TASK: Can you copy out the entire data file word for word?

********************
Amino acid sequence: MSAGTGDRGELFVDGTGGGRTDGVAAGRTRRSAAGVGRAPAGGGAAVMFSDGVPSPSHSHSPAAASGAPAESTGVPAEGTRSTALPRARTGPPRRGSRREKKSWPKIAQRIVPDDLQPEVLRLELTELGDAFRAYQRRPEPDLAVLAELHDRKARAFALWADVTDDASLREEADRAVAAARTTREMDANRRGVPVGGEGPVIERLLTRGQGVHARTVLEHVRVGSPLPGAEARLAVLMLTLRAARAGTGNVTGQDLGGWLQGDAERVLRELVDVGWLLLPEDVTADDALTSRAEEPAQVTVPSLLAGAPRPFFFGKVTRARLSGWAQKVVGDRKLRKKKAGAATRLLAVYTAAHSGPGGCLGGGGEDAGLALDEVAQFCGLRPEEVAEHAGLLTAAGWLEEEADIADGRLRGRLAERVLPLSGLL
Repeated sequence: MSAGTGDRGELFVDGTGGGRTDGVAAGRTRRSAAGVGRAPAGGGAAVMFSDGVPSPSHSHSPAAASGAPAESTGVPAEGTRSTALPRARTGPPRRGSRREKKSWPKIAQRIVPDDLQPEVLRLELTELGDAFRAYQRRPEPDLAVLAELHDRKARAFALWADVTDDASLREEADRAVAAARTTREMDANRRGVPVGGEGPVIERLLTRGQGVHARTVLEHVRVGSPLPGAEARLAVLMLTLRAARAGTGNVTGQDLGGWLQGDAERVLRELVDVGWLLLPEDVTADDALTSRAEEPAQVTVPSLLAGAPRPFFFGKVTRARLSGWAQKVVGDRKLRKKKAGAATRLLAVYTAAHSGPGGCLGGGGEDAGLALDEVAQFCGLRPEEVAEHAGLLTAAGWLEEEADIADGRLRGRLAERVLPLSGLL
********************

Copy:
Amino acid sequence: MSAGTGDRGELFVDGTGGGRTDGVAAGRTRRSAAGVGRAPAGGGAAVMFSDGVPSPSHSHSPAAASGAPAESTGVPAEGTRSTALPRARTGPPRRGSRREKKSWPKIAQRIVPDDLQPEVLRLELTELGDAFRAYQRRPEPDLAVLAELHDRKARAFALWADVTDDASLREEADRAVAAARTTREMDANRRGVPVGGEGPVIERLLTRGQGVHARTVLEHVRVGSPLPGAEARLAVLMLTLRAARAGTGNVTGQDLGGWLQGDAERVLRELVDVGWLLLPEDVTADDALTSRAEEPAQVTVPSLLAGAPRPFFFGKVTRARLSGWAQKVVGDRKLRKKKAGAATRLLAVYTAAHSGPGGCLGGGGEDAGLALDEVAQFCGLRPEEVAEHAGLLTAAGWLEEEADIADGRLRGRLAERVLPLSGLL
Repeated sequence: MSAGTGDRGELFVDGTGGGRTDGVAAGRTRRSAAGVGRAPAGGGAAVMFSDGVPSPSHSHSPAAASGAPAESTGVPAEGTRSTALPRARTGPPRRGSRREKKSWPKIAQRIVPDDLQPEVLRLELTELGDAFRAYQRRPEPDLAVLAELHDRKARAFALWADVTDDASLREEADRAVAAARTTREMDANRRGVPVGGEGPVIERLLTRGQGVHARTVLEHVRVGSPLPGAEARLAVLMLTLRAARAGTGNVTGQDLGGWLQGDAERVLRELVDVGWLLLPEDVTADDALTSRAEEPAQVTVPSLLAGAPRPFFFGKVTRARLSGWAQKVVGDRKLRKKKAGAATRLLAVYTAAHSGPGGCLGGGGEDAGLALDEVAQFCGLRPEEVAEHAGLLTAAGWLEEEADIADGRLRGRLAERVLPLSGLL